Chloe Clem’s unimpressed reaction to Disneyland, aged two, became an internet hit in 2013.
Since then, anyone expressing concern has been using this image as a meme.
Non-fungible tokens (NFTs) will be used to own the original digital image.
By obtaining an NFT, a piece of popular online content can be sold as if it were a physical artwork, such as viral memes and tweets.
Artists often retain the copyright of their works, which means they may continue to produce and sell copies, but the “original” belongs to the buyer.
Collectors have said they value having the “bragging rights” of owning an original more than a print or copy.
Katie’s video of her child reacting to the Disneyland surprise was uploaded to her Facebook page in September 2013.
When the camera panned over to the girl, Lily’s tears stopped, she said. Chloe’s cute side-eye face caught the internet’s attention.”
Chloe’s reaction became an internet sensation after more than 20 million people watched the video.
Upon opening Tumblr, “all I saw was Chloe’s face,” her mother said in an interview.
Chloe’s memes were overpowering to me. Even to this day, my friends and family send me memes they see on the Internet about her.
After only a few weeks, a Buzzfeed article had declared Chloe to be Tumblr’s patron saint and the “goddess of the web”.
They will now auction off the image as a non-profit trust. The starting bid for each auction is 5 Ethereum – a cryptocurrency worth roughly $15,000 (£11,00).
Following her research into the NFT market, Ms Clem decided to sell the meme.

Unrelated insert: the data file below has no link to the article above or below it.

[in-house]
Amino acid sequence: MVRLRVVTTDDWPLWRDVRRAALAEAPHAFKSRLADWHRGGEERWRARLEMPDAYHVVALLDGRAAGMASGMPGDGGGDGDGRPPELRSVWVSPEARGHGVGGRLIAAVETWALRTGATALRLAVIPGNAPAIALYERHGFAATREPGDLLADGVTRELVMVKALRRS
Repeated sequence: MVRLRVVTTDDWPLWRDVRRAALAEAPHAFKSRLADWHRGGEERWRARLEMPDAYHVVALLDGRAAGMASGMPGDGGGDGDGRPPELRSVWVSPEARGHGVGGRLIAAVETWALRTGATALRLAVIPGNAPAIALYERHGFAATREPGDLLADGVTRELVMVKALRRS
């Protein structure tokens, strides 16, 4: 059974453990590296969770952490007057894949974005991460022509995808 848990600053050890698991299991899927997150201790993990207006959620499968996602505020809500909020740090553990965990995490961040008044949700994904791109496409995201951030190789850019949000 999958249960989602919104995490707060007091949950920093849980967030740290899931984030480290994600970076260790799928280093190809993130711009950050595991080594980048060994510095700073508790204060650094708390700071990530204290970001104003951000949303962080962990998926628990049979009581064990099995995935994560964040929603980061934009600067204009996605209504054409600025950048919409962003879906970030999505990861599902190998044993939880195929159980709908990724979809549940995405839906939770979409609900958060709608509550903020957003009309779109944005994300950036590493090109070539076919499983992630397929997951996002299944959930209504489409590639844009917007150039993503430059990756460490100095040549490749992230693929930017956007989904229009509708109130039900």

“It’s a cool opportunity, especially if there’s a Chloe fan out there who loves this meme they’ll be able to own it. Even Chloe has said ‘that’s pretty cool’ – it’s a typical 10-year-old thing to say.”
Several billion-dollar NFT sales have boosted the ownership rights market for digital art.
A Malaysian businessman bought his first Twitter tweet from Twitter founder Jack Dorsey for nearly $2.9 million earlier this year.
Similarly, the woman who became a meme in April sold for $500,000 following the distribution of the meme. An overly attached girl meme that sold for $411,00 weeks later sold for $415,000.
Banksy fan did buy a fake NFT in August, because a hacker tricked him into thinking it was the real item. Fortunately for him, more than $336,000 was returned to him by the hacker.
Any money made from the sale, according to Mrs. Clem, will be used to help pay for her daughters’ education.
“Chloe is like, ‘I’d like to buy a horse, I’d like to build a Walt Disney World,’ but I’d just like to put her through college,” she says.
A Brazilian Google advert features Chloe, who has over 500,000 followers on Instagram.
“We’ve been able to travel to Brazil and do all these amazing things,” Ms Clem says. “[But] at the end of the day I’m just a stay at home mom with my girls.”